Homes plan would 'harm walkers and joggers'

By Robert Cox | Wolverhampton | News | Published:

Plans for new homes at the site of a former environmental centre will increase traffic and pollute the air around a popular railway walk, it is feared.

total of 14 new homes are set to replace four large derelict glass houses at the site

A total of 14 new homes are set to replace four large derelict glass houses at what was the Wolverhampton Environment Centre (WEC) off Westacre Crescent, Finchfield, Wolverhampton.

Wolverhampton council has agreed to the plan in principal and a planning application is expected will follow.

John Rowley, who lives nearby, has written to the council's deputy leader, Councillor Peter Bilson, in a bid to convince him to drop the proposed development.

He said: "I am relieved that the council intends, at last, to demolish the derelict glass houses at the WEC.

"However, the proposal to build houses on the WEC is flawed. If the council follows the proposal an opportunity will be lost to leave something of real value to future generations."

He added: "The 14 houses on the WEC will be a cancer on our lung, the major green space in our city."

The council says the glass houses are not viable to bring back into use.

Under the council's proposal, the majority of the site will be absorbed into the Smestow Valley Local Nature Reserve, with 10 per cent of the land used to build up the two, three and four-bedroom properties.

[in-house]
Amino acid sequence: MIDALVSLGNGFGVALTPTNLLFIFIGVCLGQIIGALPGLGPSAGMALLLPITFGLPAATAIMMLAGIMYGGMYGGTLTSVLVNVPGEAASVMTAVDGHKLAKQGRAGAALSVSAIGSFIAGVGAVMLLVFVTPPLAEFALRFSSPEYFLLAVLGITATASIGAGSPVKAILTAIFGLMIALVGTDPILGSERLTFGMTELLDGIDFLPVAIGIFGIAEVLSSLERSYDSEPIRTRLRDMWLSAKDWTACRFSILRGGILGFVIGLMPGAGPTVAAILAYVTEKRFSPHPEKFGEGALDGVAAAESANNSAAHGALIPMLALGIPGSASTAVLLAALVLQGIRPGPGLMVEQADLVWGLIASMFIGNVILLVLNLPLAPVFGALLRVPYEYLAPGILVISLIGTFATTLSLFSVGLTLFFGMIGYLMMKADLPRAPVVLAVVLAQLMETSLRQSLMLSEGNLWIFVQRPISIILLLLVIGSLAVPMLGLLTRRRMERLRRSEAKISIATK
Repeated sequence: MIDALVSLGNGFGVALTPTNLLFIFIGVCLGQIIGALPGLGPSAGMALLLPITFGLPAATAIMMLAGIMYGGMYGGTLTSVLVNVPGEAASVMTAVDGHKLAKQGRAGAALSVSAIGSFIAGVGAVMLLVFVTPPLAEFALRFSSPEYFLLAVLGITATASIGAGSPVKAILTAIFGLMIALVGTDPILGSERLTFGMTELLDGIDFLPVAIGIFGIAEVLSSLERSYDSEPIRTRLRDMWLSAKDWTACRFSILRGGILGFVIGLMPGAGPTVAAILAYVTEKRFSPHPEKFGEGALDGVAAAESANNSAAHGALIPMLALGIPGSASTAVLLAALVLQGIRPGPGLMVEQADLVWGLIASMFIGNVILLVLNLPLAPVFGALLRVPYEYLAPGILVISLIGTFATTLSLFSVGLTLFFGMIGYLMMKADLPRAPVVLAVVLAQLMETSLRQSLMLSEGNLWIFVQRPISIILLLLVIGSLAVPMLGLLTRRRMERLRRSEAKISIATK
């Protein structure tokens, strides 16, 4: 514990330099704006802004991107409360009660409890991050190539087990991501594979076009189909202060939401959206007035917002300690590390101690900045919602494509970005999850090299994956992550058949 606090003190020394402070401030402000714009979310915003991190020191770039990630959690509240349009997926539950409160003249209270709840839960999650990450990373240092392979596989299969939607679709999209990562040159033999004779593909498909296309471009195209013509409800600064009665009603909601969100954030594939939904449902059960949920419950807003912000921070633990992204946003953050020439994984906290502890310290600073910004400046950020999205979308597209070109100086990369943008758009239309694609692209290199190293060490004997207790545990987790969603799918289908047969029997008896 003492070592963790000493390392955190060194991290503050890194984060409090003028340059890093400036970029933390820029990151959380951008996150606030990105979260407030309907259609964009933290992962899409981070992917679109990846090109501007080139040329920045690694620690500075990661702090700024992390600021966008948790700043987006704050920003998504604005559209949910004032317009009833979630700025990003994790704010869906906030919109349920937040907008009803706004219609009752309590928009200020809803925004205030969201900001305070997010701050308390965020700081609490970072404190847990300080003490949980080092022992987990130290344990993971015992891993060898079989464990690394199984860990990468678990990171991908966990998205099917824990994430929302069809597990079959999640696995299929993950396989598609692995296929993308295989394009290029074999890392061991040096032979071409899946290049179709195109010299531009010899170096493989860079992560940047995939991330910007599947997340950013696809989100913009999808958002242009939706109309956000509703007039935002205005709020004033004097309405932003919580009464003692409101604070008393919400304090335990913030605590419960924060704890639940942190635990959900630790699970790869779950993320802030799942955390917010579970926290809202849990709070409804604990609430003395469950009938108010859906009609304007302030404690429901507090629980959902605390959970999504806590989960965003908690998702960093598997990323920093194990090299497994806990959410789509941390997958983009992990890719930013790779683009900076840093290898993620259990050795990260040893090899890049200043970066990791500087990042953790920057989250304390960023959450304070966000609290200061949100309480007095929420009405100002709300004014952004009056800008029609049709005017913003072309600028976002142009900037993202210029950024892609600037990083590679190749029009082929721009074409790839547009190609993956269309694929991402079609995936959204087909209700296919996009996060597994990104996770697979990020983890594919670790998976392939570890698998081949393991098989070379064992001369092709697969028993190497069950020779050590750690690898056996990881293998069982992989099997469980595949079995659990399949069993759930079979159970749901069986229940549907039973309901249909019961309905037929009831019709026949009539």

Details of the scheme came after the council secured at £285,000 grant from ERDF Blue Network to transfer the area to the reserve.

The local nature reserve will include car parking for walkers and self-managed allotments with parking spaces.

In his letter, Mr Rowley, added: "There will be extra traffic through the existing estate. Traffic will cross the ten mile traffic-free route that is the Railway Walk .

"This will affect not only walkers, joggers and cyclists but also the school children seeking to avoid the dangers of traffic and pollution on the main roads.


"It will affect wildlife. It will affect the peace and tranquillity, the fresh air."

The glass houses were once used to grow flowers for the city’s parks and roadside displays.

It was later used to train young people not in education, employment or training in groundwork, but in recent years has not been used.

Mr Rowley said he would like to see the whole site given over to community use.

Councillor Bilson, said: "The small mixed housing development will support local housing needs and will be designed sensitively to fit in with the surroundings.

"The vast majority of the land will be turned into a first class managed nature reserve for residents and the wider public to enjoy in line with the Tettenhall Neighbourhood Plan."

Robert Cox

By Robert Cox
Senior Reporter - @rcox_star

Senior Reporter covering news in Wolverhampton.


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